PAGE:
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Getting Narrow minded..... - Narrow Gauge. - Other Areas. - Your Model Railway Club
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 Posted: Mon Feb 15th, 2016 07:57 am
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Marty
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... aye... keep treading water...


Nice to see a Narrow Gauge running mate for your wee engine. (I avoided using the abbreviation NG... so there)


Marty



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 Posted: Tue Feb 16th, 2016 09:30 pm
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Chubber
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BCDR wrote: Hi Doug,

The handrails would go inside the doorway with a right angle bracket at the top to meet the beading.

To me it looks like the linkage to the injector. You could cobble one using an OO injector from Mainly Trains and some brass rod.

There is also a lubricating valve at the bottom of the smoke box.

Just needs a whistle at the front of the cab

There is also a handbrake stanchion on the LHS of the cab.

Bemo couplings would probably be the best bet.

Nigel







Hi again, Nigel,

Cab handrails fitted [swinish],

clack valves fitted [the injectors are under the footplate out of sight...:)]

Hoping to fashion some lubricators when I can get hold of some suitable brass

Whistle made of a brass pin

Handbrake stanchion picked out

Rear sanding pipes fitted

Couplings to wait until I get some proprietary stock to use as a benchmark height etc.

Now I shall sit back after touching up all the scratches etc that happen when you are fitting things and think of something else for a change.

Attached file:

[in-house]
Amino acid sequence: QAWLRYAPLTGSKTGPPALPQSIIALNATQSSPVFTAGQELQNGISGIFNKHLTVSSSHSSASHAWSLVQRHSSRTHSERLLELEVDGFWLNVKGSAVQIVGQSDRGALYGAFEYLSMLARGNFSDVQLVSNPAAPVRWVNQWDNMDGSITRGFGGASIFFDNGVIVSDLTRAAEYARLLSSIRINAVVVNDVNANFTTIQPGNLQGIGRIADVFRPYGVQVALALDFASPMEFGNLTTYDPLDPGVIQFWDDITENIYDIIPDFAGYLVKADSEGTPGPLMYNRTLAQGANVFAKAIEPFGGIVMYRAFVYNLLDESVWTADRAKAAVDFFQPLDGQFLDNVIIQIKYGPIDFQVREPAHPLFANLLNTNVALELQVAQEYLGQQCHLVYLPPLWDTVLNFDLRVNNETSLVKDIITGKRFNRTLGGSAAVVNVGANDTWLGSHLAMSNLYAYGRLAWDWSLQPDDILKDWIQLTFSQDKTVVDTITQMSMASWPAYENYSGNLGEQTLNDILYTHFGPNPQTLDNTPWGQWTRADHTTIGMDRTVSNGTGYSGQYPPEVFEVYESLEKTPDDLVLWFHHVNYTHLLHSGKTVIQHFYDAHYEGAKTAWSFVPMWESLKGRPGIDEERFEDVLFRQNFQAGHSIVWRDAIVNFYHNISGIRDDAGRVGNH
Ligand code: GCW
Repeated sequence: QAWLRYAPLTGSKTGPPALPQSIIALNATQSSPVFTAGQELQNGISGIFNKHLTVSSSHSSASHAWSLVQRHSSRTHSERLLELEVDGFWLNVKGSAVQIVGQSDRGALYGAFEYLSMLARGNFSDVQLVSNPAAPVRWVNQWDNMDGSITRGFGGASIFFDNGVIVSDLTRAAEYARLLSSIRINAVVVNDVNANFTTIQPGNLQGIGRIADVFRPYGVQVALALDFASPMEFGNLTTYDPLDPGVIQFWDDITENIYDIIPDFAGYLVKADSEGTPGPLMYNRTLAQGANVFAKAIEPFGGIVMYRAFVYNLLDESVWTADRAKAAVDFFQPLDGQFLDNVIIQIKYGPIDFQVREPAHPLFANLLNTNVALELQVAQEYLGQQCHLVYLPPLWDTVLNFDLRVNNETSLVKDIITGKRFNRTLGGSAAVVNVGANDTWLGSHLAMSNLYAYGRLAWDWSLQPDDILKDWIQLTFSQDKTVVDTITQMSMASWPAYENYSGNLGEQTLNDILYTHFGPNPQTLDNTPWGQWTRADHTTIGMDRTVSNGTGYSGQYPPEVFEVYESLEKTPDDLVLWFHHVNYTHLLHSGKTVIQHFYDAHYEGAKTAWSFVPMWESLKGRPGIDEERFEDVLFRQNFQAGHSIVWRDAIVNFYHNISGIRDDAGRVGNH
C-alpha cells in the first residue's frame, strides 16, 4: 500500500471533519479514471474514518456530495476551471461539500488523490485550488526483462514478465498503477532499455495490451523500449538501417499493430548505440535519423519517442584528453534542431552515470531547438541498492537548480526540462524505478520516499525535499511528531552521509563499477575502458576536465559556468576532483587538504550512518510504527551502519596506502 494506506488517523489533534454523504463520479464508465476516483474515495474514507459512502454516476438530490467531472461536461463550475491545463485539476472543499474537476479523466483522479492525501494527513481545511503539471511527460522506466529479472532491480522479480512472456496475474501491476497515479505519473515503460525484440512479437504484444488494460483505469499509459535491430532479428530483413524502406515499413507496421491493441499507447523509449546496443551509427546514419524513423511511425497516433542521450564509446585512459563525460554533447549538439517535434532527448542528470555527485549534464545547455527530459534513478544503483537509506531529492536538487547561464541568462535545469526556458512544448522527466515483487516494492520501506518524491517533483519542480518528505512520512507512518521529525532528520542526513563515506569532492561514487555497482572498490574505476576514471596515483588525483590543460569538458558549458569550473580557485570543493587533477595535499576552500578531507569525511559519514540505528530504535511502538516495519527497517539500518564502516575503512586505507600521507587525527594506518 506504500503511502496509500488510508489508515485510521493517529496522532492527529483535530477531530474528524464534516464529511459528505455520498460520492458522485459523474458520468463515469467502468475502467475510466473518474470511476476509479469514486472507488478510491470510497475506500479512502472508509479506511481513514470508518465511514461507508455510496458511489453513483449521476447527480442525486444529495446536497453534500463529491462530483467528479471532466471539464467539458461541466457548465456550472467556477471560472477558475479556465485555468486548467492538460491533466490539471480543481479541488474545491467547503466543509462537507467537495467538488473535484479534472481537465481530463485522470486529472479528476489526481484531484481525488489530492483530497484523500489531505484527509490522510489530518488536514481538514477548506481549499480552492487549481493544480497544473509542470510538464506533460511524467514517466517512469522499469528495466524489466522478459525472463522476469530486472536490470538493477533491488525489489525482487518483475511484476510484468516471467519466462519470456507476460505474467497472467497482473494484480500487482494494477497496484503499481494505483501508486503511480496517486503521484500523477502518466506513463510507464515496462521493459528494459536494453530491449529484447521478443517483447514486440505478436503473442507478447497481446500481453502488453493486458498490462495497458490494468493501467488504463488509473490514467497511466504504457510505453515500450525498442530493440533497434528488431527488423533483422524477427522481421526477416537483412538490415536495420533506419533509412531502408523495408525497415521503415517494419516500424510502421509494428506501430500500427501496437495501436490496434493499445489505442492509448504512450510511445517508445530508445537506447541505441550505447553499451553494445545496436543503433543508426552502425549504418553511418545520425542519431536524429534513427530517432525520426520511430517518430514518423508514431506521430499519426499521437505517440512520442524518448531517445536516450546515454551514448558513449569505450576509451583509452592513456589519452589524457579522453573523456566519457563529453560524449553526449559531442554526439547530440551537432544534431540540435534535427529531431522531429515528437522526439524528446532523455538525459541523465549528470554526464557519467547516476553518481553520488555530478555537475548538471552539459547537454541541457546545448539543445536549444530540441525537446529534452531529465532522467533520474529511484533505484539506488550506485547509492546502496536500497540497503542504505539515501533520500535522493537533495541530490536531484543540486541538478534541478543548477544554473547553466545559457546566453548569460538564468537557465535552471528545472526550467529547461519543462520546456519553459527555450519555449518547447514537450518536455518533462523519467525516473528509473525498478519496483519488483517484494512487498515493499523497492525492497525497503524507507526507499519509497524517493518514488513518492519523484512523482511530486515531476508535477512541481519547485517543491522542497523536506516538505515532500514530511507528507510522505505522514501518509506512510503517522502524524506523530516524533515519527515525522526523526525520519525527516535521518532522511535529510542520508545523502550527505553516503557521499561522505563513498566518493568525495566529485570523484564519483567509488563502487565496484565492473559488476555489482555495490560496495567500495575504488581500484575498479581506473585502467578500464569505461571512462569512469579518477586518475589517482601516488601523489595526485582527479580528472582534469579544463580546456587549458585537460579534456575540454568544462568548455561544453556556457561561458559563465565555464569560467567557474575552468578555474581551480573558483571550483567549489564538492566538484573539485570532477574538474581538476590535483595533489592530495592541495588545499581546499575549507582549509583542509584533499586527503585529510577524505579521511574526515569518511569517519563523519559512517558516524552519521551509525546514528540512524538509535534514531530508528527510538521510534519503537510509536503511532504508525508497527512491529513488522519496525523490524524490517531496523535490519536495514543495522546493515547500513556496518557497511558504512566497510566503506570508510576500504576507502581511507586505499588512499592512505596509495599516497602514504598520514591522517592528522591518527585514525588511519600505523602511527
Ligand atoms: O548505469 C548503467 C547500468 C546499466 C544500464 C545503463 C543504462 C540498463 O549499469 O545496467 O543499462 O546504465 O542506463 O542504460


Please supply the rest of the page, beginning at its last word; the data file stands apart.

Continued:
Doug




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 Posted: Tue Feb 16th, 2016 10:10 pm
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Chubber
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Here's what I was thinking of next......From CW Railways, a 3D printed body shell of either another tank locomotive, this time an 0-4-0 which fits onto a used Flieschmann 'Piccolo' chassis I bought from Ebay Italy. It is 20 years old and runs like a Singer sewing machine!




or a little diesel shunter which fits a new 'Kato' 11-103 NG diesel chassis that cost £8 + £3.50 pp all the way from'Plaza'  on Ebay Japan.



If I choose the diesel I think I will go for the bigger green version, as 'Dennis' is quite a big boy and he might dwarf the smaller one.

We still haven't sold the house for our move back to U.K. so I have cut down the height of my 'New End' 8ft x 20" baseboards to make reaching over the back feasible, and want to build a roundy-roundy N.G. layout. I am trying to steer clear of the minute quarry type locomotives as I'd like to do a free-lance common carrier layout rather than an industrial set-up.